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Using the fork

Node.js to be governed by foundation of IBM, PayPal, Microsoft and Linux

Coman Hamilton
© Node.js

Following the release of Node.js 0.12, Joyent has announced a Node.js foundation led by major industry players. But will it help patch up the schismatic Node community?

It appears the long-awaited restructuring of Node.js leadership is finally happening. “Together with Microsoft, the Linux Foundation, IBM, PayPal, and Fidelity, the current steward, Joyent, is launching an independent foundation to oversee development of the project,” announced Scott Hammond, CEO of Joyent, the company behind Node.js.

Node “needs to evolve”

In addition to overseeing the future production of Node.js, the foundation aims to ensure the growth and evolution of the framework. The leadership change at Node.js is among several ways in which Joyent has responded to the io.js fork, which has caused a significant amount of pressure for Joyent in recent months.

Hammond admits the project “needs to evolve” in order for it to attract more contributors and enrich the community. The individuals spearheading the fork have cited Node’s sluggish development and lacking community engagement as the reasons for forking. However both sides of the rift would appear to agree that the division of the community is less than ideal.

“The only thing that could make io.js better is putting to rest the questions hanging over the future of our split with node.js,” the io.js team writes on the io.js blog. “We are eager to put this all behind us but we can’t sacrifice the progress we’ve made or the principles and open governance that got us here.”

It remains uncertain whether the two forked paths may realign at some point. While io.js may or may not be open to a reconciliation, Node is clearly showing its eagerness to catch up with io.js.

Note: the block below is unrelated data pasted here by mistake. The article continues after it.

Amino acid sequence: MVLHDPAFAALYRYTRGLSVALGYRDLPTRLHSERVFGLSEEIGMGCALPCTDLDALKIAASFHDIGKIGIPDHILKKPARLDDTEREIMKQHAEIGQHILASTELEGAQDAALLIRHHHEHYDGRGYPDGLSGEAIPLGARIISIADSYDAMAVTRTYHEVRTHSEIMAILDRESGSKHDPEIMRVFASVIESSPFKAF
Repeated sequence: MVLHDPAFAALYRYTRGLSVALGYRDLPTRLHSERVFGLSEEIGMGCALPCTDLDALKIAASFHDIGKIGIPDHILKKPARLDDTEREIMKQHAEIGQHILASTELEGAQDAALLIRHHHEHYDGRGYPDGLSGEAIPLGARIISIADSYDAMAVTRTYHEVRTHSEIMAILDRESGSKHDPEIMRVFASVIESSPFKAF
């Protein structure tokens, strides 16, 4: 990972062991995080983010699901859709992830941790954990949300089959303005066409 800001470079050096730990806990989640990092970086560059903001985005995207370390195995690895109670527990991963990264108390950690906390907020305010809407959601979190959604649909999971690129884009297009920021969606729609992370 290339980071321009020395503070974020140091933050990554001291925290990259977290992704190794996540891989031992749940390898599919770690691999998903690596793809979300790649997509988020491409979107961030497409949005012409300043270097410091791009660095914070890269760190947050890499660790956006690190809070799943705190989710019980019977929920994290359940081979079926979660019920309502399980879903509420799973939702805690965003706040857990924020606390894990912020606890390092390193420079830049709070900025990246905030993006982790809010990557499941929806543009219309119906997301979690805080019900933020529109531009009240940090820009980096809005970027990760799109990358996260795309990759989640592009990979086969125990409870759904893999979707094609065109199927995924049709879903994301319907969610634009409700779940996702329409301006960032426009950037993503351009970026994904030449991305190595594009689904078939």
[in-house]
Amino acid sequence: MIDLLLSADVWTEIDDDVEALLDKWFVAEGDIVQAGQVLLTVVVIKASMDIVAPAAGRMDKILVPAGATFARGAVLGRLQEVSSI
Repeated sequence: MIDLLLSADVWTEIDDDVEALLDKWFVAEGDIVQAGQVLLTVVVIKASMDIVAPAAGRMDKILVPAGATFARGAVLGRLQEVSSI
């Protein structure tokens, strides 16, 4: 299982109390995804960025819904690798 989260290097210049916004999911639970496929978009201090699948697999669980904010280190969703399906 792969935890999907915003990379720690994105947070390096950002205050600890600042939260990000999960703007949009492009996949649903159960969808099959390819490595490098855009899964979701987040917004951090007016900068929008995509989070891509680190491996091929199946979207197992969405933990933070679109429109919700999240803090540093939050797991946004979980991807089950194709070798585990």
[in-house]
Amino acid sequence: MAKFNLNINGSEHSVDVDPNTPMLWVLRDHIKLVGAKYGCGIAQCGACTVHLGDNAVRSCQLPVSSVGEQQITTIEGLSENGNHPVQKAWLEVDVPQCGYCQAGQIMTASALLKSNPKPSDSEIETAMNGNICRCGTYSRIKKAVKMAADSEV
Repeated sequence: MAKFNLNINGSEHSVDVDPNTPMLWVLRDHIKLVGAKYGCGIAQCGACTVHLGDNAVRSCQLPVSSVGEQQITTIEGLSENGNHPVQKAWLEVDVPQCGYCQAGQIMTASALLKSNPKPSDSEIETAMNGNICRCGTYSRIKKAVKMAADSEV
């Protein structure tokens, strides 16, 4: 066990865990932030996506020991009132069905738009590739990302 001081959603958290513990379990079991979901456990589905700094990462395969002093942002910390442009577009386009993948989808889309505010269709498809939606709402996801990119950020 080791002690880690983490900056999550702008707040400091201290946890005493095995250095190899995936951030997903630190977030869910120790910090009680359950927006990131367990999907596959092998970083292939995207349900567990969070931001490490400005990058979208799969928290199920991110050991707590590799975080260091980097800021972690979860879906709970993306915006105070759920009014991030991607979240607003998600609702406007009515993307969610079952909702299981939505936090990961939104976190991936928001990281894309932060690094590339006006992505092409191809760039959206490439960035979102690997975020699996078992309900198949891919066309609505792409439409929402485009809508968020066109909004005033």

Node 0.12

After more than two years in development, version 0.12 of the Node.js framework was released last week, a major step in helping Node catch up with version 1.0 of io.js.

Among the highlights of the current stable releases are several features that have already turned a few heads in the Node scene. The most notable here are the reimplementation of streams (Streams3), changes to cluster and buffer and the new TLSWrap mechanism that reduces communication between JavaScript and C++ implementations. There’s also a revised VM, which is now based on the Conteftify module, as well as numerous changes to the API (as of Node 0.10.x).

For the first time in the history of the framework, Node.js have proudly announced that the release passed all tests on all supported platforms:

On the one hand, this seems obvious (what are tests for if not to verify before you release it?!), but this is actually the first release of Node.js that has operated under this constraint. Requiring that all tests pass before releasing Node.js marks an important development for the project, and is essential for building a solid path moving forward.

Following news that significant projects like Atom Editor have switched to io.js, Node made sure to release with a reminder to its contributors: “we’re very lucky to have you all supporting us.”

Joyent anti-fork incubator program

Joyent has largely remained on the offensive since the fork, with more cracks beginning to appear in the already tense relationship between Joyent and StrongLoop, the initiator of the fork. Joyent has launched its so-called Node.js Incubator Program, which aims to lure more contributions with Node training sessions, marketing support and up to $25,000 in cloud infrastructure credits.

SEE ALSO: What’s up with the new Node fork io.js?

This move is a clear attempt to keep app developers with Node.js, as the offer explicitly excludes users of forks. In conversation with readwrite, Scott Hammond summarised the company’s official attitude to its competition:

IO.js, what’s that? This is a project for Node.js innovations.

In spite of Hammond’s obvious enmity towards the fork, it seems that the schism is having exactly the effect that the io.js leaders intended for Node.js: faster, more active development, more community involvement and a shake-up of the Node leadership.

Author
Coman Hamilton
Coman was Editor of JAXenter.com at S&S Media Group. He has a master's degree in cultural studies and has written and edited content for numerous news, tech and culture websites and magazines, as well as several ad agencies.